The Justice Department has announced charges against two Chinese intelligence officers, accusing them of attempting to obstruct a US investigation into the telecommunications giant Huawei.
In charging documents made public on Monday, defendants Guochum He and Zheng Wang were accused of working on behalf of the Chinese government to obtain confidential information and trial evidence related to a Justice Department investigation into Huawei. US law enforcement officials declined to name the company, but both CNN and The Wall Street Journal reported that the case concerns Huawei, which is the subject of an ongoing trade secrets prosecution.
“This case exposes the interconnection between PRC intelligence officers & Chinese companies, and it demonstrates, once again, why such companies — especially in the telecommunications industry — should not be trusted to securely handle our sensitive personal data and communications,” Deputy Attorney General Lisa Monaco said during Monday’s press conference.
In the complaint, the US claims He and Wang attempted to recruit a law enforcement employee to work on behalf of the Chinese government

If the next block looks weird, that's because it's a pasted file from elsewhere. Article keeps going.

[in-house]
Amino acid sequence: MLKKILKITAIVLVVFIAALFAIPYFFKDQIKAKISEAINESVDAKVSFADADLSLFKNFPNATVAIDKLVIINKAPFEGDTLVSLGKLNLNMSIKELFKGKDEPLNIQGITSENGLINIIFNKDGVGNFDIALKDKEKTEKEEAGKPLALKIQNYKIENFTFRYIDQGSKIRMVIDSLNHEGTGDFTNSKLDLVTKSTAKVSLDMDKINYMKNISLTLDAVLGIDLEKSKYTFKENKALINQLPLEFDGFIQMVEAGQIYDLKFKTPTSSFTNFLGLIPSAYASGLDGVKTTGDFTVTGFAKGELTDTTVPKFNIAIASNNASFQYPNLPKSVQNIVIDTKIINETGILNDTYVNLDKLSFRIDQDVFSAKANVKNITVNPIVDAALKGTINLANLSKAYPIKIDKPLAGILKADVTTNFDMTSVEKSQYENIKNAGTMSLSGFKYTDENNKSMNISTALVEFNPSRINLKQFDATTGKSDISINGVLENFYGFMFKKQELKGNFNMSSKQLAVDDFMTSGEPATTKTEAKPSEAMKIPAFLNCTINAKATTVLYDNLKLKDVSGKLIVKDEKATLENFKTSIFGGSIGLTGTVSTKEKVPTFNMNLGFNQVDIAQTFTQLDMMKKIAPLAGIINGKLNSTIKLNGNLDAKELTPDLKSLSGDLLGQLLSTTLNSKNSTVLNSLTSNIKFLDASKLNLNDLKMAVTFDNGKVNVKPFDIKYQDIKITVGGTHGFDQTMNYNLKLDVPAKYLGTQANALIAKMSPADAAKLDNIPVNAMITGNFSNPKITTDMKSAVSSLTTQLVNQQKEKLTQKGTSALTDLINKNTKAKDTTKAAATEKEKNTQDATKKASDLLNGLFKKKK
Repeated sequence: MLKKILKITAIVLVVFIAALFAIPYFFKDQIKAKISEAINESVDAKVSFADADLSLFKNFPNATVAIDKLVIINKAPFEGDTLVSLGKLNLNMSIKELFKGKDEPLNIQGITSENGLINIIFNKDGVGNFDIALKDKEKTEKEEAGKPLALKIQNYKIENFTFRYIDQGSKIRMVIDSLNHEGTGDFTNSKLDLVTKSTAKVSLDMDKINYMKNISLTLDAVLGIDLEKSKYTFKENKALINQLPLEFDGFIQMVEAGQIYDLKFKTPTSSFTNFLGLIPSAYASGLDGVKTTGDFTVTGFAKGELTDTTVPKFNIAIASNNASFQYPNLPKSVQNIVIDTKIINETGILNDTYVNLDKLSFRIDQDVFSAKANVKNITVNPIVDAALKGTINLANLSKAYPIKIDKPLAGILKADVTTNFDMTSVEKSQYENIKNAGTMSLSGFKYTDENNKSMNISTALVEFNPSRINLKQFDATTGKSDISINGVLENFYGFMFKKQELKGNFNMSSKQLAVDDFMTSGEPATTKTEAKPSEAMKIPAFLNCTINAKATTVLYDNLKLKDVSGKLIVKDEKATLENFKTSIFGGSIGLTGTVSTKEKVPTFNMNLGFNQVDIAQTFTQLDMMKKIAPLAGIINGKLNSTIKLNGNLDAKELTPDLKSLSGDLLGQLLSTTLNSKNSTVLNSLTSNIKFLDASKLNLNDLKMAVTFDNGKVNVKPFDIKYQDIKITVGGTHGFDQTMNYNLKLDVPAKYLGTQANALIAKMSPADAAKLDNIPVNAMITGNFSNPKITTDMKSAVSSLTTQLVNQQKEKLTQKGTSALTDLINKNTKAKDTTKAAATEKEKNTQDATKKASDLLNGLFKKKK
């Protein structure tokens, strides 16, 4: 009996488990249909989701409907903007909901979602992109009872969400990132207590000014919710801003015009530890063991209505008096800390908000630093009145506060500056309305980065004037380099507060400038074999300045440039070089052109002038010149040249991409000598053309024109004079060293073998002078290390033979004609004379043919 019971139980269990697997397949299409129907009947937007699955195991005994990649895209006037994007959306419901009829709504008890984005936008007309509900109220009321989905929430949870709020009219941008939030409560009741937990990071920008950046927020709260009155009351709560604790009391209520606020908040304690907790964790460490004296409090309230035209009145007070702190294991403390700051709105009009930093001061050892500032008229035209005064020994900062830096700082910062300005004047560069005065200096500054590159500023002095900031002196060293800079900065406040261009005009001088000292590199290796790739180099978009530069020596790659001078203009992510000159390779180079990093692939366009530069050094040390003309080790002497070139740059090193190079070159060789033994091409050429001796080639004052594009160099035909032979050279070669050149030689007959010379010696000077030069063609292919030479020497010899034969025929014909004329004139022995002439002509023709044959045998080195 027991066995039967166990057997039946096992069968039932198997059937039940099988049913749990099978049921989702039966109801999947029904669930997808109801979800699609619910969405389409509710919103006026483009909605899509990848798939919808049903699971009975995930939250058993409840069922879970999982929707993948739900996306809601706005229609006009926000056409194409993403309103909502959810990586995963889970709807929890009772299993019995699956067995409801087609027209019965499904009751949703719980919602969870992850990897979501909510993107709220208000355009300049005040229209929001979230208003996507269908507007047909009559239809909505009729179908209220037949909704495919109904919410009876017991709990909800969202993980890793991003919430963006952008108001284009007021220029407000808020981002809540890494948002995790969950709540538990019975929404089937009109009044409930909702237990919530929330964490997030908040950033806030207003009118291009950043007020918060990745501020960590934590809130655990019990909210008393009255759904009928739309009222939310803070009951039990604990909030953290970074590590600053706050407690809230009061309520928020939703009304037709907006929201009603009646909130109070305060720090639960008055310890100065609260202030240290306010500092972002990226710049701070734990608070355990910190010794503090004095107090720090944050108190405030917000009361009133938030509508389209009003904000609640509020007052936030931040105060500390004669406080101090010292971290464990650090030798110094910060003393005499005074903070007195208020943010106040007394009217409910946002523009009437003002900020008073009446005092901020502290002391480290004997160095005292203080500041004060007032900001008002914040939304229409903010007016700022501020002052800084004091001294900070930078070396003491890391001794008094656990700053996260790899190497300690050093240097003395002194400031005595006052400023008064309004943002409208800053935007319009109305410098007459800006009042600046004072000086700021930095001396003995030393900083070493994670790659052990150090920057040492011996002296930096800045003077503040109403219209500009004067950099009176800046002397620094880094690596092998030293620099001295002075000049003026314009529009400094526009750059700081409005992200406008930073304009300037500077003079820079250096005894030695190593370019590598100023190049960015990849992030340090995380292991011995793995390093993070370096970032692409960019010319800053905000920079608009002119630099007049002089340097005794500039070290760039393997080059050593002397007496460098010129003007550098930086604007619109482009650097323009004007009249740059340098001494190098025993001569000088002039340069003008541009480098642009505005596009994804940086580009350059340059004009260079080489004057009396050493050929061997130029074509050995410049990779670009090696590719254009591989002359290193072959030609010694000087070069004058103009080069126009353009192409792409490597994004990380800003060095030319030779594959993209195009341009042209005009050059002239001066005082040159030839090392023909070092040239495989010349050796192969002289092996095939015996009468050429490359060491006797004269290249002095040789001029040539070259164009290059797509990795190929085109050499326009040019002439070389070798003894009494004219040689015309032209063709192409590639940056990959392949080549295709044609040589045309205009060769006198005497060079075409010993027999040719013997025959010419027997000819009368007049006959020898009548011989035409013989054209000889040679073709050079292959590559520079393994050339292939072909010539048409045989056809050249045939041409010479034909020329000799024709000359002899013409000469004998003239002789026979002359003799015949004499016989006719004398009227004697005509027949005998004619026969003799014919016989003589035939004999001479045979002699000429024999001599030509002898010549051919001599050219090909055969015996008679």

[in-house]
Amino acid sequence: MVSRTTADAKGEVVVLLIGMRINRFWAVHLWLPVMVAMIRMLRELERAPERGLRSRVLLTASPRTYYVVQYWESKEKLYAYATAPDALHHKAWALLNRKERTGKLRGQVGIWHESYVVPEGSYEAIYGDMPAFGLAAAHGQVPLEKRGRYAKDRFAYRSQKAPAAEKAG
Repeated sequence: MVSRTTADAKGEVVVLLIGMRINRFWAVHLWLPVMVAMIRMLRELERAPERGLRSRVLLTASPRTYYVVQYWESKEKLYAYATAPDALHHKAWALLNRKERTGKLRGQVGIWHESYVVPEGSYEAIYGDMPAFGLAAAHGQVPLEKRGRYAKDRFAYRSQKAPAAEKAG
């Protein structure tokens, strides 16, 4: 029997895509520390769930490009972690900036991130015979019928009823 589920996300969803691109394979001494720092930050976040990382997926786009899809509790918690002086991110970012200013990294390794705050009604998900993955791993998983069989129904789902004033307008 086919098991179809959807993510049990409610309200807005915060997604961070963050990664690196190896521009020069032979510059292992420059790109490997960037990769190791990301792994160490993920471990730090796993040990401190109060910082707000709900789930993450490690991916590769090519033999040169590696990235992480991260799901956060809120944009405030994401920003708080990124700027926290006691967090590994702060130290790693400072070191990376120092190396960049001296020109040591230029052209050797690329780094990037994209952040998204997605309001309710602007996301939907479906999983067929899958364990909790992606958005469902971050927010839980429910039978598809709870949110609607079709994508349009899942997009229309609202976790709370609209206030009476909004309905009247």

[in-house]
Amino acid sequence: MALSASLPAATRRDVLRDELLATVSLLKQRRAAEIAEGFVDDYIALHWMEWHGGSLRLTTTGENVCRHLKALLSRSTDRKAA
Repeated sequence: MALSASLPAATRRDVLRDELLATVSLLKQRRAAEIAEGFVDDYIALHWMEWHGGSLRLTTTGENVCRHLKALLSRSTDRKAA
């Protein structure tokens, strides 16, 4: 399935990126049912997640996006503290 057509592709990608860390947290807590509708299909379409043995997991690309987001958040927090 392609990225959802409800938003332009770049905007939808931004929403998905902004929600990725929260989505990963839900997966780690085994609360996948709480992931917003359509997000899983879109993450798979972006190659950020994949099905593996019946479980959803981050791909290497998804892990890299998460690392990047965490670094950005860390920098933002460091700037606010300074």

In the complaint, the US claims He and Wang attempted to recruit a law enforcement employee to work on behalf of the Chinese government and obtain information related to the US’s ongoing investigation against Huawei in Brooklyn, New York. But the individual was actually operating as a “double agent” on behalf of the FBI, the DOJ said in a Monday press release.
In one instance, the employee gave the Chinese defendants a photo of a false classified document related to the Huawei case, the indictment said. The official received $41,000 in Bitcoin after delivering the document. The defendants repeatedly tried to bribe the employee with thousands of dollars in cash and jewelry.
“This was an egregious attempt by PRC intelligence officers to shield a PRC-based company from accountability and to undermine the integrity of our judicial system,” Attorney General Merrick Garland said during the press conference.
Over the last few years, the US has continued to crack down on Huawei, claiming that the company could pose a significant risk to US security and provide the Chinese government a backdoor into American user data. Last week, Axios reported that the Federal Communications Commission planned to expand its already hefty rules forbidding US companies from purchasing Huawei equipment and ban all sales of the company’s new devices.
Last year, Huawei CFO Meng Wanzhou entered a plea deal with the US to avoid potential charges of fraud and trade secret theft related to the New York investigation.